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    Yep! I have to go with the crowd and say "Goldfinger" is my favourite Bond film.As for different generations prefering different Bonds,well you would think so eh?,but I have two sons aged 25 and 16 and although they like the techy special effects of the latest Bonds,they both agree that the best Bond was Connery,go figure!

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    Senior Member Country: UK Freddy's Avatar
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    Having a late lunch and watching Diagnosis Murder with Dick Van Dyke ( Dr. Mark Sloan) one of the opening scenes has a women coming in painted in gold, (fancy dress ball) fighting for breath. The good doctor's cure was to clean the paint off the skin above the ribcage first, declaring that it was a fallacy that the paint suffocates but that in fact when the paint drys the skin contracts and crushes the respiratory organs.



    IMDb mention the improbability of suffocation but give no other reason for Shirley Eaton's death.



    Is Doctor Mark Sloan correct?



    regards



    Freddy

  11. #11
    Senior Member Country: UK DB7's Avatar
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    Iirc it's an urban myth and you can't suffocate due to having your body painted all over. If you wish to send Charlize Theron to my house I volunteer to put this theory to the test...:

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    Administrator Country: Wales Steve Crook's Avatar
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    Quote Originally Posted by Freddy
    Having a late lunch and watching Diagnosis Murder with Dick Van Dyke ( Dr. Mark Sloan) one of the opening scenes has a women coming in painted in gold, (fancy dress ball) fighting for breath. The good doctor's cure was to clean the paint off the skin above the ribcage first, declaring that it was a fallacy that the paint suffocates but that in fact when the paint drys the skin contracts and crushes the respiratory organs.

    IMDb mention the improbability of suffocation but give no other reason for Shirley Eaton's death.

    Is Doctor Mark Sloan correct?

    regards

    Freddy
    No, of course not

    If your body can't stand the small amount of tightening due to paint drying then you'd better stay away from lycra.



    There is no reason given for Shirley Eaton's death on the set of Goldfinger - because she didn't die there. See the Urban Legends Reference Page for more info.



    Steve

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    One of the American TV-Rerun Channels has its own series called TV Legends, and Shirley was on just a few months ago, talking about 'her death'.



    She said she got better.



    She said that she was considering having her body painted gold and buried when she did finally expire (and NOT getting better, I suppose she means) but she was thinking of being cremated "and why waste all that spray paint and causing damage to the ozone layer?"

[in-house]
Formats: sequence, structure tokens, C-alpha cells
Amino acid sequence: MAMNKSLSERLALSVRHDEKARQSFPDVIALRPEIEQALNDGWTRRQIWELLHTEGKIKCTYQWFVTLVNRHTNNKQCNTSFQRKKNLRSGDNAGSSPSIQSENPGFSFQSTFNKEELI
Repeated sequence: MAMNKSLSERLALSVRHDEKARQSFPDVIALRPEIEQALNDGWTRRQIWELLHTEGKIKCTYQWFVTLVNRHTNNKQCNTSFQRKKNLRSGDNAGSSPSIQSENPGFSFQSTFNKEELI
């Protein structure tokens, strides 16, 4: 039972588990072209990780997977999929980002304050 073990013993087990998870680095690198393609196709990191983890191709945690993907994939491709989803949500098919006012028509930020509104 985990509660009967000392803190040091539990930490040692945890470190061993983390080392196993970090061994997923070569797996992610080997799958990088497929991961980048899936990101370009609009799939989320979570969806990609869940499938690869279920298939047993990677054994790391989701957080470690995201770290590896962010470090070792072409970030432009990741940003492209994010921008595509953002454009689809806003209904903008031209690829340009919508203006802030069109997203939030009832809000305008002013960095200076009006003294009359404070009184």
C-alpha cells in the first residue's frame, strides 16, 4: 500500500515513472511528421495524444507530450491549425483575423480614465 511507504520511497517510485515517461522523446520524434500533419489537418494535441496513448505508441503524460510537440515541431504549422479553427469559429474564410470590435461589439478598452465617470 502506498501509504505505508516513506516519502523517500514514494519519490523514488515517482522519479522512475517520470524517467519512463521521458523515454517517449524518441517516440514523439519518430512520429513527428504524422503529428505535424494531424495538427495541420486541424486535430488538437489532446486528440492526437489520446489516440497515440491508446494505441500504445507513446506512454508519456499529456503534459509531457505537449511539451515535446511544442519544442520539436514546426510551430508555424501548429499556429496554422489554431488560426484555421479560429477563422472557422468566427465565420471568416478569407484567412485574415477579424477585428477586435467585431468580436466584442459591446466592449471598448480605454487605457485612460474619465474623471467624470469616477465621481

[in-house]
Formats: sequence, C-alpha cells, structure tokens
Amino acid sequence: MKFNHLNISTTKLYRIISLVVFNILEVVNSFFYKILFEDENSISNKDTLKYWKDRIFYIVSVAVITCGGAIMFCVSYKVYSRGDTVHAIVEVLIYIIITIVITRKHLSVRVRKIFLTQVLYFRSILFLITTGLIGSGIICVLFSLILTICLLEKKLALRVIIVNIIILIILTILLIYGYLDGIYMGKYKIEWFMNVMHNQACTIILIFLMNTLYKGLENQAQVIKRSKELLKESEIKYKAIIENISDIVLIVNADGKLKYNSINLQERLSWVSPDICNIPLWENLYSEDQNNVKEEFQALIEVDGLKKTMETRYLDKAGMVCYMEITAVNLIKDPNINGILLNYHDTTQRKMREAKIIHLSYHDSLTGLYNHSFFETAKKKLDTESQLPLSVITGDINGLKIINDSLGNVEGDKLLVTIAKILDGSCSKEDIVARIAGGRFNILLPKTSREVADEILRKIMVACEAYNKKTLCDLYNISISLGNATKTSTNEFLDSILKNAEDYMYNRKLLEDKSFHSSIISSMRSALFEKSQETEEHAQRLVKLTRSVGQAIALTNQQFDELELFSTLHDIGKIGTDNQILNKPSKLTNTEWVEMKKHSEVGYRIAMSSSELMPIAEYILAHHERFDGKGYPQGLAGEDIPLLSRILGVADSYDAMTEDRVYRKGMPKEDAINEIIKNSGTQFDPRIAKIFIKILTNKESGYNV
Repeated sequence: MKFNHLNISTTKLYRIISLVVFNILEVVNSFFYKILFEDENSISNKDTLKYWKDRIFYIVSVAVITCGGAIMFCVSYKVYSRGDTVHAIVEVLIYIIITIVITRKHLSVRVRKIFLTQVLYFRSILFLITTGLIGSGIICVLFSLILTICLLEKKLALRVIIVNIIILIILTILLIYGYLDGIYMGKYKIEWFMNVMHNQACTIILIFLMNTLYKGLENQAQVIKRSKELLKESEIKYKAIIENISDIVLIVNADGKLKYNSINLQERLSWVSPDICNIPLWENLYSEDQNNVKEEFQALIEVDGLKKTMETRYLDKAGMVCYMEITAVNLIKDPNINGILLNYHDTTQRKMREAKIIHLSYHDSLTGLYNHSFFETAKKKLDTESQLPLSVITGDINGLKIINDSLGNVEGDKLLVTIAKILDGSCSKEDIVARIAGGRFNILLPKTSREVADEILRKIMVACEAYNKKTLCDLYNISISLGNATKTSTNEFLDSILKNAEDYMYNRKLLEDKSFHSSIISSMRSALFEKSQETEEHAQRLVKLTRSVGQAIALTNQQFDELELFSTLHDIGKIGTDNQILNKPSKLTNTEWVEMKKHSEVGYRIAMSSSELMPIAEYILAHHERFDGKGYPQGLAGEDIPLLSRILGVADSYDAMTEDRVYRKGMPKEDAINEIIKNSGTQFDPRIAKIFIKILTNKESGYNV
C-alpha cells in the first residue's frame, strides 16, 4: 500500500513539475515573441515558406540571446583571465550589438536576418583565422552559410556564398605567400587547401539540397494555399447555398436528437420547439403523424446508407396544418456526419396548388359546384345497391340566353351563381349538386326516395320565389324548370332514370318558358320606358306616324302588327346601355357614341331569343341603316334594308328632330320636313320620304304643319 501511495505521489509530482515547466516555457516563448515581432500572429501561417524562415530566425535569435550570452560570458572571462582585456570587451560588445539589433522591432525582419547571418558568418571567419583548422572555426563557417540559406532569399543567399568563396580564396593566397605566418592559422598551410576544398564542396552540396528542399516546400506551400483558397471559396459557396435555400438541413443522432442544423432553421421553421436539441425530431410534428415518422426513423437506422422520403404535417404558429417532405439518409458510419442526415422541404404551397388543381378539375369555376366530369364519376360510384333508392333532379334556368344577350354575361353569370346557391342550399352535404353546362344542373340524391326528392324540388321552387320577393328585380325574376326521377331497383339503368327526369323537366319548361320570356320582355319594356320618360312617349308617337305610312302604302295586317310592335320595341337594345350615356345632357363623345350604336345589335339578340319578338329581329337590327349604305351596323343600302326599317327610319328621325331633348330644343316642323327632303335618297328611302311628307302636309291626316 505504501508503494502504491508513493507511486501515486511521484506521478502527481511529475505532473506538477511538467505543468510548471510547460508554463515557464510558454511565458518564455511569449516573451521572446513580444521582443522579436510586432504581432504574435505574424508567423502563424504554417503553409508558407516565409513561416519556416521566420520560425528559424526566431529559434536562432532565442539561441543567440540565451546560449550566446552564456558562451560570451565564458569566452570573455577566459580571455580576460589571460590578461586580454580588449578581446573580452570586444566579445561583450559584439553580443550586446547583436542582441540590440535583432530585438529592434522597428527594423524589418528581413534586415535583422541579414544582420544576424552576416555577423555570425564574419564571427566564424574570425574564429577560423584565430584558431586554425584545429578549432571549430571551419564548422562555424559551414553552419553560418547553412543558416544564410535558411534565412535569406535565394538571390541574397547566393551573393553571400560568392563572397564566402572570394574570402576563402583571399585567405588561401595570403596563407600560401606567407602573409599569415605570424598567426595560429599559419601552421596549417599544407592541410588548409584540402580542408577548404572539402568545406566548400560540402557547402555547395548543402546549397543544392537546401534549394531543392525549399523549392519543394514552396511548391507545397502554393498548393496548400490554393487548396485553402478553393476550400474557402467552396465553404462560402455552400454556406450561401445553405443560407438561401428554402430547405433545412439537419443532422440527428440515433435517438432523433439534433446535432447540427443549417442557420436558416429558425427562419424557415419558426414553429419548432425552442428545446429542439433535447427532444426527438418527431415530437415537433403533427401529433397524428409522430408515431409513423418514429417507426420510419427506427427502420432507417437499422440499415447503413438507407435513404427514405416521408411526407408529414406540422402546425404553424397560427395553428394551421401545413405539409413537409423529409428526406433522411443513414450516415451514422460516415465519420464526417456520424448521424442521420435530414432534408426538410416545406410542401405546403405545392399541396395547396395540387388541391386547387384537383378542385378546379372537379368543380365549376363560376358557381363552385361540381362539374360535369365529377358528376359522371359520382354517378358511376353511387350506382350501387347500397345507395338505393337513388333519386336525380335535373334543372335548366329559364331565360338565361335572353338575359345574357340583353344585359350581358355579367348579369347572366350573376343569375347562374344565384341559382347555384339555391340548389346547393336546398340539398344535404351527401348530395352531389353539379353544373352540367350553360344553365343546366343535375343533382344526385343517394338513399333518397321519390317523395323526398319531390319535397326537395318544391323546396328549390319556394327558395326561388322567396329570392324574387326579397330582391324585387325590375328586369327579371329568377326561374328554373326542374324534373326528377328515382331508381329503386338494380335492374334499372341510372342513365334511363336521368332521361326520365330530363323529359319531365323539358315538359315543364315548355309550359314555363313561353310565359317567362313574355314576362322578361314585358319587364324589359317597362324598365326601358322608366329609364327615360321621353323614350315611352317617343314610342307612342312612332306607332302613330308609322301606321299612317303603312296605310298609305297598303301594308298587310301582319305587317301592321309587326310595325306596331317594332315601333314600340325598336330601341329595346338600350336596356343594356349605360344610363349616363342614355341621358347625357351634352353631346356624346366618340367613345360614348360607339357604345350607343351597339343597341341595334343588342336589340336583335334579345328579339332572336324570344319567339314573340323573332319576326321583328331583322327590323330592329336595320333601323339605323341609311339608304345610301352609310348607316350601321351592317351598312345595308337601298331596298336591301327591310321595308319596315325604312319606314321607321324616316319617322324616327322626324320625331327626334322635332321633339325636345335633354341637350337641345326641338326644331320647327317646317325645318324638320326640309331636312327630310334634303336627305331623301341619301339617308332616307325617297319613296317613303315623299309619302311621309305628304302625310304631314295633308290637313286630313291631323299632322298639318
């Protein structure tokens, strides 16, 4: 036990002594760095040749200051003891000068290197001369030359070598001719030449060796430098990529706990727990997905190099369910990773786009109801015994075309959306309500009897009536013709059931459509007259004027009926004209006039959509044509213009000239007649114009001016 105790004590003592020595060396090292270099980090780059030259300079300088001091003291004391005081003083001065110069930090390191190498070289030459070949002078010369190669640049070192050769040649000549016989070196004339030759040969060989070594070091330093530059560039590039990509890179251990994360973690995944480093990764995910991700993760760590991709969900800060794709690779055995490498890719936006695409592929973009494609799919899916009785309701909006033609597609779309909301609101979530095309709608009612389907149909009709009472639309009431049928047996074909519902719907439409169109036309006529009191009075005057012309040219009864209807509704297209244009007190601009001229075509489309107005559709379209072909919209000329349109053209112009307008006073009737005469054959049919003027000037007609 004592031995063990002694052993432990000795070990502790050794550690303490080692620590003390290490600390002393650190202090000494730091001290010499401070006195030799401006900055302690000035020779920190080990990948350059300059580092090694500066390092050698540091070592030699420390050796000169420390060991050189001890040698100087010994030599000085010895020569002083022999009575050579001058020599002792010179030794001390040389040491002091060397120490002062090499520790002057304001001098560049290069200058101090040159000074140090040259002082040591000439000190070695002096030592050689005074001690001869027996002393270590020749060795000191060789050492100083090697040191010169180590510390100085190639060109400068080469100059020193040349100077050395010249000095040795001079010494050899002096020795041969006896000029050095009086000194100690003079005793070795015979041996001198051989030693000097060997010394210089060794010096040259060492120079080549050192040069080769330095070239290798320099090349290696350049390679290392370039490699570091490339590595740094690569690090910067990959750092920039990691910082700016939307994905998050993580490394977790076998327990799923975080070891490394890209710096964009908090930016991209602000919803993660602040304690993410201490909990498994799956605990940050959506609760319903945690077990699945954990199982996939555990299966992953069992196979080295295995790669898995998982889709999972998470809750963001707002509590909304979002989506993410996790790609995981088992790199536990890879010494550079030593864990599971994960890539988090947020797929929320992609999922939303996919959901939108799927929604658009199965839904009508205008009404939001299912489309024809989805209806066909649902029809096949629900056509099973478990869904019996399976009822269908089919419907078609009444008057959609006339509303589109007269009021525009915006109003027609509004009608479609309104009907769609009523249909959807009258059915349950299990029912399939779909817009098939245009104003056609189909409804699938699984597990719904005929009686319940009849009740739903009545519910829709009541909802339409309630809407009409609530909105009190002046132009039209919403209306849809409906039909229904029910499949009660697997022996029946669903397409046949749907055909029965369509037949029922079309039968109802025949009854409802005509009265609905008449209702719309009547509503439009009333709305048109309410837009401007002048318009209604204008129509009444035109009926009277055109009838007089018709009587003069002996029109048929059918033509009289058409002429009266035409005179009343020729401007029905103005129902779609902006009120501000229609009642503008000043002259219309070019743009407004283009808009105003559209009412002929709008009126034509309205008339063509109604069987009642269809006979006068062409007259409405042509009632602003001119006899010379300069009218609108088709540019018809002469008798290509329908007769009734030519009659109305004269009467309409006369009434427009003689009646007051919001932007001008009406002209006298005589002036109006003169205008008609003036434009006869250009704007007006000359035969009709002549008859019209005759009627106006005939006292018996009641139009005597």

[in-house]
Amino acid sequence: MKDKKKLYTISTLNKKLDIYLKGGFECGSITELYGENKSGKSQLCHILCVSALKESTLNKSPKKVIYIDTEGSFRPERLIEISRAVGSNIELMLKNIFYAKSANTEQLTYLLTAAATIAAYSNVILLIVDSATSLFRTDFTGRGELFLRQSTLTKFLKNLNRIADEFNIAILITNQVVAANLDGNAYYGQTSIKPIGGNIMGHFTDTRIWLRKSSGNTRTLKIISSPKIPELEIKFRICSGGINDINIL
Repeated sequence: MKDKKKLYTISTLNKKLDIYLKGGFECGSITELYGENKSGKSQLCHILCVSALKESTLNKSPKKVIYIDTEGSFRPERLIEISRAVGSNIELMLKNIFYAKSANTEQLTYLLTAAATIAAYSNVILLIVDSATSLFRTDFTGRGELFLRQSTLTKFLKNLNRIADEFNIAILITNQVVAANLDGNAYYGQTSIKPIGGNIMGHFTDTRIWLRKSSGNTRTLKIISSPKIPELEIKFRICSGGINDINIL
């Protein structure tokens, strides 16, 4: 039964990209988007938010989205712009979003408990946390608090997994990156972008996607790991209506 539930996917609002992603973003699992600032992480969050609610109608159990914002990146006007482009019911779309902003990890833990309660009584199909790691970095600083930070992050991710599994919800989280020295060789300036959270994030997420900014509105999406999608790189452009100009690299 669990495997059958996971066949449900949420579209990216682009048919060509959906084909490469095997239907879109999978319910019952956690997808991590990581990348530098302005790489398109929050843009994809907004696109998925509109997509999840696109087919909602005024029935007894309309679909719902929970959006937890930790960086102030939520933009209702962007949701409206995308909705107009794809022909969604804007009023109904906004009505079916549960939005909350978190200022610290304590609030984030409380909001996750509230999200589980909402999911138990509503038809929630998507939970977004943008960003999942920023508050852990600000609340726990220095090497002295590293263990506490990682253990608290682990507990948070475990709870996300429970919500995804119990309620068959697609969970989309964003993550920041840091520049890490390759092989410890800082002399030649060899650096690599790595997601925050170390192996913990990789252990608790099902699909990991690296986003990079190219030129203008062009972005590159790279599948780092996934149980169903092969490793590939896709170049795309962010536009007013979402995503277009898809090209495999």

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    Goldfinger

    Peter Bradshaw

    Friday July 27, 2007

    The Guardian



    "You ekshpect me to talk?" - "No, Mr Bond, I expect you to DIE!" Then why doesn't Goldfinger just shoot 007, an army of pedants have asked, instead of setting up this elaborate laser-beam creeping up to Sean Connery's penis? Perhaps he's just a procrastinator like the rest of us. Here is a revival of what could be the best Connery Bond, from 1964, facing up to sinister bullion-dealer Auric Goldfinger (Gert Frobe) with his plan to detonate a nuclear bomb inside Fort Knox. It has Shirley Bassey's operatic theme, the Aston Martin and Shirley Eaton, killed with that magnificently macabre gold paint.



    It also has, I fear, the most sexist scene in cinema history. "Man talk," says Bond to his masseuse as Felix Leiter arrives for a conference, dismissing her with a smack to the bottom. (My theory is that a feminist art director made Connery wear that bizarre poolside terry-towelling hot-pants suit in revenge.) Sir Sean was the screen Bond who tried most to replicate the worldly connoisseurship of Fleming's original; he embarrasses M with a superior knowledge of brandy, and as for drinking improperly refrigerated Dom P�rignon: "That's like listening to the Beatles without earmuffs!" Earmuffs? Well, 007, you grumpy old square: in those days, action movies were addressed to an older generation. And Connery's Bond was the last action hero to wear a three-piece suit.

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    Super Moderator Country: UK christoph404's Avatar
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    Quote Originally Posted by Marky B
    Hi,everybody,

    . Now then,if Big Tam had not agreed to do Diamonds Are Forever,the job of 007 would have been given to Adam West,yes Adam West,Batman to hoot.



    The name's B,Marky B

    Ta Ta


    your being ironic and jokey obviously!! Adam West was never a serious contender for Bond, Broccoli wanted then TV star Burt Reynolds but eventually tested and signed American actor John Gavin to play the part. Connery was persuaded to step back into the role at the eleventh hour, John Gavin was paid in full as per his contract for a film he never appeared in. Check out "James Bond the Legacy" by John Cork and Bruce Scivally.